Great Pyrenees Breeders Moorhead MN

Looking for Great Pyrenees Breeders in Moorhead? We have compiled a list of businesses and services around Moorhead that should help you with your search. We hope this page helps you find Great Pyrenees Breeders in Moorhead.

Stockmen's Veterinary Clinic
(701) 433-1990
802 West Main Ave SE
Fargo, ND
Hours
Monday 8:00 AM - 6:00 PM
Tuesday 8:00 AM - 6:00 PM
Wednesday 8:00 AM - 6:00 PM
Thursday 8:00 AM - 6:00 PM
Friday 8:00 AM - 6:00 PM
Saturday Closed
Sunday Closed
Services
Animal Flea Control, Animal Microchipping, Declawing, Large Animal Vet, Small Animal Vet, Spaying/Neutering, Veterinarians, Veterinary Dentistry, Veterinary Euthanasia, Veterinary House Calls, Veterinary Medical Specialties, Veterinary Surgery

Southgate Veterinary Hospital
(701) 298-9455
1415 32ND Ave S
Fargo, ND

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Lakeway Corgis
(218) 238-6638
26736 County Rd 9
Lake Park, MN
Breeds
Welsh Corgi, Pembroke

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Gentle Wind Bolognese
(507) 251-3800
639 25th St SW
Rochester, MN
Breeds
Bolognese

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Lakeside Mastiffs
(320) 864-4008
19995 State Highway 22
Gaylord, MN
Breeds
Mastiff

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Airport Animal Hospital
(701) 293-8888
2401 University Dr N
Fargo, ND

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West Fargo Animal Hospital
(701) 282-2898
730 13TH Ave E
West Fargo, ND

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Owl's Nest Ranch
(612) 382-4191
3775 County Rd 92 N
Maple Plain, MN
Breeds
Jack Russell Terrier

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ForeverGreen Kennels
(952) 469-3221
8150 250th St W
Farmington, MN
Breeds
Leonberger

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Gingerbred Havanese
(612) 827-5330
5501 Fremont Ave S
Minneapolis, MN
Breeds
Havanese

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Great Pyrenees - Guide to Great Pyrenees

Description: Great Pyrenees are large, elegant dogs with a thick, primarily white coat. It is believed this breed's ancestors originated in Asia or Siberia and then migrated to Europe. Fossil deposits of similar dogs are dated to be from thousands of years ago.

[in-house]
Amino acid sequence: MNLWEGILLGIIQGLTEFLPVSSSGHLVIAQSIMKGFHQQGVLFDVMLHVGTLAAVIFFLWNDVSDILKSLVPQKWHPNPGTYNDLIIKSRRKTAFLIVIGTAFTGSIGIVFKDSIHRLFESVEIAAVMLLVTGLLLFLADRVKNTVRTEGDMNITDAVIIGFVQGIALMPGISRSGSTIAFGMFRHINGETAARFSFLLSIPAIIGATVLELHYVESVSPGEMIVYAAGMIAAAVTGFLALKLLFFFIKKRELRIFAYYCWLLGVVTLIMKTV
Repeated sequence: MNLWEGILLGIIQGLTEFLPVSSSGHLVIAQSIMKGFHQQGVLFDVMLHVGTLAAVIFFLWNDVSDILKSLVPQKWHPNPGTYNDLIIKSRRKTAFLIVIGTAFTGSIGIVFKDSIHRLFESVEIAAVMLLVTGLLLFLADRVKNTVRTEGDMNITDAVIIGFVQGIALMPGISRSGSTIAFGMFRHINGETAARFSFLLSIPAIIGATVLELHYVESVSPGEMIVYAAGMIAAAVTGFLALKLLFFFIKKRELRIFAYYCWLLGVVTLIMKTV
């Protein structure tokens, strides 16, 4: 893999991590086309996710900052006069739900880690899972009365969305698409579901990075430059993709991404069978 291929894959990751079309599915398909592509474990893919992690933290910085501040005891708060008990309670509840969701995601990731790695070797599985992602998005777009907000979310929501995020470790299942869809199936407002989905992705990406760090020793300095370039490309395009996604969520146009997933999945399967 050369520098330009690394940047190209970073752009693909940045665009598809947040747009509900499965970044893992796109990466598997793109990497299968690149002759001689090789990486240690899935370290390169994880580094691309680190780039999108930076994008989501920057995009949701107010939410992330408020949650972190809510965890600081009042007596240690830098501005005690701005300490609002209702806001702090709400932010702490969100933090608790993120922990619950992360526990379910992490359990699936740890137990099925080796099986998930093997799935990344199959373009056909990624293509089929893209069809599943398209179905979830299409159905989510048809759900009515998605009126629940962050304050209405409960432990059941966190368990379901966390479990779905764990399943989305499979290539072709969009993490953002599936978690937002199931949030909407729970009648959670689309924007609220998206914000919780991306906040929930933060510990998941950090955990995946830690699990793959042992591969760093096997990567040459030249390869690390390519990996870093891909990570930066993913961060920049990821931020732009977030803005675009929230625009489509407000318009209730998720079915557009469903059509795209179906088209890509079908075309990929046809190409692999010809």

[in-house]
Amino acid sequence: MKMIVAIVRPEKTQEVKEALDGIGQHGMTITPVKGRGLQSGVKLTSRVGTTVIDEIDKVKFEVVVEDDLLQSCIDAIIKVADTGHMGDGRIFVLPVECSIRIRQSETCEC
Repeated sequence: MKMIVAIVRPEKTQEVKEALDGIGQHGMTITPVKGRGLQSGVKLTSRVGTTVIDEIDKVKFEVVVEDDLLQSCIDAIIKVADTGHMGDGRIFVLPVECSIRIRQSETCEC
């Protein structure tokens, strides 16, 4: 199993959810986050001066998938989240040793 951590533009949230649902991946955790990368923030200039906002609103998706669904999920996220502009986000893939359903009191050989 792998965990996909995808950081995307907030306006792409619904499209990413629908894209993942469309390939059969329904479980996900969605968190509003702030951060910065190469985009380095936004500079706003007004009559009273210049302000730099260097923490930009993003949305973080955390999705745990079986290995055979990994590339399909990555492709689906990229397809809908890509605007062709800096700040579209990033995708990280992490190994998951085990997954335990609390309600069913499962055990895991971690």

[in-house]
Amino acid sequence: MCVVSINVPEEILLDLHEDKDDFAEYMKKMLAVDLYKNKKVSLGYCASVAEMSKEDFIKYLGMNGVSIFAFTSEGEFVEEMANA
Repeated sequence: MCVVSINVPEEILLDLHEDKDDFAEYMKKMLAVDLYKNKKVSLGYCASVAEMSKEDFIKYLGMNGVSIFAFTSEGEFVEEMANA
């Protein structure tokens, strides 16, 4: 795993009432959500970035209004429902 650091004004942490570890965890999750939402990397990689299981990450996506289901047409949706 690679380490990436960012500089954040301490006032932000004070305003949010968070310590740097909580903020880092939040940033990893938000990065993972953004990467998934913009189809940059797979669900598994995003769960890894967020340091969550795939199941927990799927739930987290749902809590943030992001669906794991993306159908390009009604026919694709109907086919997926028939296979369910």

The breed takes its name from the Pyrenees Mountains in southwestern France where they were used as guardians of the flocks. During the 17th century, the Great Pyrenees was recognized by the court of Louis XIV and named the Royal Dog of France. Not only was this breed desired by farmers and shepherds, but now by nobility as well.

The first Great Pyrenees dogs were imported to the United States in 1824 by General Lafayette, however, since this was at the time the breed was no longer fancied by aristocracy, there was no demand and once again, these dogs were mainly isolated in the Pyrenees mountain region. Interest sparked again in the 1930s and more dogs were imported to the US by Mr. & Mrs. Francis V. Crane who were both deeply devoted to this loyal and protective breed. The Great Pyrenees breed was recognized by the American Kennel Club in February of 1933.

Height: The height for a Great Pyrenees dog is 27–32 inches (69–81cm) and for females: 25–29 inches (64–74cm).

Weight:
The weight for a Great Pyrenees dog is approximately 100 pounds (45kg) and for females, approximately 85 pounds (38 kg) .

Coat Type:
The Great Pyrenees has a double coat which is weather resistant. The outer coat is coarse and the under coat is soft and wooly. Regular, weekly brushing is necessary to keep the long coat in good condition and bathe only when necessary. The coat does not tangle or mat. Typically, this the Great Pyrenees sheds once a year, but some may seem to shed more often.

Color:
The color of the Great Pyrenees' coat is primarily white with gray, badger, reddish brown (or varying shades) markings.

Temperament: Great Pyrenees are calm natured, very intelligent and deeply devoted to his family. These territorial, fearless and protective dogs make a good guardian. Great Pyrenees are gentle, affectionate, independent and wary of strangers. Great Pyrenees can quickly become bored with repetitive training - they respond best to praise rather than harshness. They like to roam, therefore best to be kept in a fenced in area or on a lease during outdoor activities. Great Pyrenees bark a lot, especially during the evening. This breed does not fully matured until about two years old.

Health Problems:
Great Pyrenees are susceptible to hip dysplasia, also bloating. This breed is often allergic to the cheaper, commercial dog foods which over time may cause breathing and skin problems. Because of the Great Pyrenees' thick coat, he can become very sensitive to the heat during the warmer months. The average life span of the Great Pyrenees is between 10 - 12 years.

Special Interest:
• It is believed the Great Pyrenees ...

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